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Euro zone economic sentiment improves as unemployment falls

Euro zone economic sentiment unexpectedly improved in December as unemployment continued its decline in the previous month, data from the European Union's statistics office and the European Commission showed.

The Commission's monthly survey showed on Thursday that economic sentiment in the euro zone improved to 106.8 points in December from 106.1 points in November. Economists polled by Reuters had expected an unchanged reading.


Jobseekers queue to enter an OAED employment center in Athens, Greece, last September.
Kostas Tsironis | Bloomberg | Getty Images
Jobseekers queue to enter an OAED employment center in Athens, Greece, last September.

A separate business climate indicator calculated by the Commission, which points to the phase in the business cycle, also rose by more than expected to 0.41 in December from 0.36 in November. Economists had forecast a rise to 0.40.

The more optimistic mood was driven mainly by industry where the economic sentiment index component rose to -2.0 from -3.2. Services, the sector responsible for the biggest part of euro zone gross domestic product, also improved to 13.1 from 12.8.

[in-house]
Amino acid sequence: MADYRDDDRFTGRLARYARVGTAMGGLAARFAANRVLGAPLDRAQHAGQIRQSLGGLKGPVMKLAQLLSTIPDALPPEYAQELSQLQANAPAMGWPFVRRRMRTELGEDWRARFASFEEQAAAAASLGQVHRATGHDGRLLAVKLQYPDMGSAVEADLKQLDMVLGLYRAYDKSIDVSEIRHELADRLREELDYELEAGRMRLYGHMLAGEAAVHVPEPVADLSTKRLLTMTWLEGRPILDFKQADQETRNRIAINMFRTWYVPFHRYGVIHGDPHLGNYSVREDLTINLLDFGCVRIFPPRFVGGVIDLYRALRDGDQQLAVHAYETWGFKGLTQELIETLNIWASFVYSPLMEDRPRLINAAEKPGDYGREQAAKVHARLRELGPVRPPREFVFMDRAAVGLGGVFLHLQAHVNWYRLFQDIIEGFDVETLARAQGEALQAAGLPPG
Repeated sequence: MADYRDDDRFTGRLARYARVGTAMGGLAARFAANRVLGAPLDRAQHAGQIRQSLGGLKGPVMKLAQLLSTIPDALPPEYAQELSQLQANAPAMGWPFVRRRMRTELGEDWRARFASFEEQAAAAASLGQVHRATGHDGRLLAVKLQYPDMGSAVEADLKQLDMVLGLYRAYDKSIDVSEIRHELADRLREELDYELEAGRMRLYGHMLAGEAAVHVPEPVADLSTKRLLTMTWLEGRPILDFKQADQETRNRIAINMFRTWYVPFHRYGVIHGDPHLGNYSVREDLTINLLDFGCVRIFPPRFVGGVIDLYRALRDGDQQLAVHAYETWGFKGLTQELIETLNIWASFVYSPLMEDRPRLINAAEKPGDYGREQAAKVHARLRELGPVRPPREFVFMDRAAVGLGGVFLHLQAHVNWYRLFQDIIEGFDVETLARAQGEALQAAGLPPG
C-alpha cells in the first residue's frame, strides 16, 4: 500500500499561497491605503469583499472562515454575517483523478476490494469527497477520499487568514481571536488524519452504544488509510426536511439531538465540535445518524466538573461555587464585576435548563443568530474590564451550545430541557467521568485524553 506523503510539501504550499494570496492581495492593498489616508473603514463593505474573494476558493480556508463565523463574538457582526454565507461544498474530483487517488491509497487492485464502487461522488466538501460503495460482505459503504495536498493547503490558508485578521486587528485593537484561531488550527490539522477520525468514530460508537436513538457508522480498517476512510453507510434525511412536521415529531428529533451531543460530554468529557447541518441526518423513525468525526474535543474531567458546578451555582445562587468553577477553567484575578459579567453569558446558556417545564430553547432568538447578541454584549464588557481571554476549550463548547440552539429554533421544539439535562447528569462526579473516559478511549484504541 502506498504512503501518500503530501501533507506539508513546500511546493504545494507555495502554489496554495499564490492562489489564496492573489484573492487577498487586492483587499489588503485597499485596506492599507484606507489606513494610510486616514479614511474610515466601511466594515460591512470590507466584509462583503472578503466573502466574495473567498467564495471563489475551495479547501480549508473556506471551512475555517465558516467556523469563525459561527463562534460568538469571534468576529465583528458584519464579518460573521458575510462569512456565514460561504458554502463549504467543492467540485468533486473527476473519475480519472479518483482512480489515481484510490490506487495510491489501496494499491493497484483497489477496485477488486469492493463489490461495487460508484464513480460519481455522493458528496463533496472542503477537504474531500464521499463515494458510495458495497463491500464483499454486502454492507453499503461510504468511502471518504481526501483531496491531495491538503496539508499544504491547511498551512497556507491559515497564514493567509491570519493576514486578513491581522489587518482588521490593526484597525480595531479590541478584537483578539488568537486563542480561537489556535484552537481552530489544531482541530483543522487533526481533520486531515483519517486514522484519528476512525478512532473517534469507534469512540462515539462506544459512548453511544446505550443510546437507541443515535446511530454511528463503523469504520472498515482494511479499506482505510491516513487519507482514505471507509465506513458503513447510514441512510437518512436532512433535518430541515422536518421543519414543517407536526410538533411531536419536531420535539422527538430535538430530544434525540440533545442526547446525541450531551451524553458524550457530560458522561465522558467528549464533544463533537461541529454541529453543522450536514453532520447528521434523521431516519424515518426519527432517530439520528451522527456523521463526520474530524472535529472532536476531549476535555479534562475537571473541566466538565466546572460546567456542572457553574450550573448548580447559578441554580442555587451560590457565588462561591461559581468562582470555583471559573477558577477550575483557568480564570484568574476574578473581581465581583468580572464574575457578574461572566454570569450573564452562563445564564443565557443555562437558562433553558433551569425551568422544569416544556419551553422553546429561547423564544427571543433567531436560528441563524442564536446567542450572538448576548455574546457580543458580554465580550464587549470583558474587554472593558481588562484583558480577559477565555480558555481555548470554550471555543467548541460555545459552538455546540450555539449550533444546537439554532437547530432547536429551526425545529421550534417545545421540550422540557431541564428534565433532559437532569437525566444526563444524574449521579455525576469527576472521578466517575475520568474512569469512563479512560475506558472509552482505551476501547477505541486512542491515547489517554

Consumer sentiment rose to -5.7 from -5.9.

Separately, the EU statistics office Eurostat said that euro zone unemployment fell to its lowest level in more than four years in November, of 10.5 percent of the workforce from a revised 10.6 percent in October.

It was the third consecutive monthly decline. A total of 16.9 million people in the 19-member euro area were unemployed.

Compared with a year ago, the rate fell in all countries except Austria and Finland. The sharpest declines were in Spain, to 21.4 from 23.7 percent, and Italy, to 11.3 from 13.1 percent.

In the wider 28-member euro zone, the rate also declined, to 9.1 percent from a revised 9.2 percent in October. That was the lowest rate since July 2009.

By contrast, conditions and the outlook for retailers were less rosy.

Euro zone retailers grew more gloomy in December, the Commission survey showed, for the second month in a row.

Eurostat data showed increased pessimism was for good reason as retail sales fell 0.3 percent month-on-month in November after a revised 0.2 percent decline in October and a 0.1 percent fall in September.

Economists polled by Reuters had expected a 0.2 percent monthly rise in sales, rather than a decline. In annual terms, retail sale in November were up 1.4 percent against expectations of a 2.0 percent gain.

Of the 14 euro zone members for which data was available, retail sales only went up month-on-month in Finland, Germany, Malta and Slovakia. The largest decreases were in Estonia, Latvia and Portugal.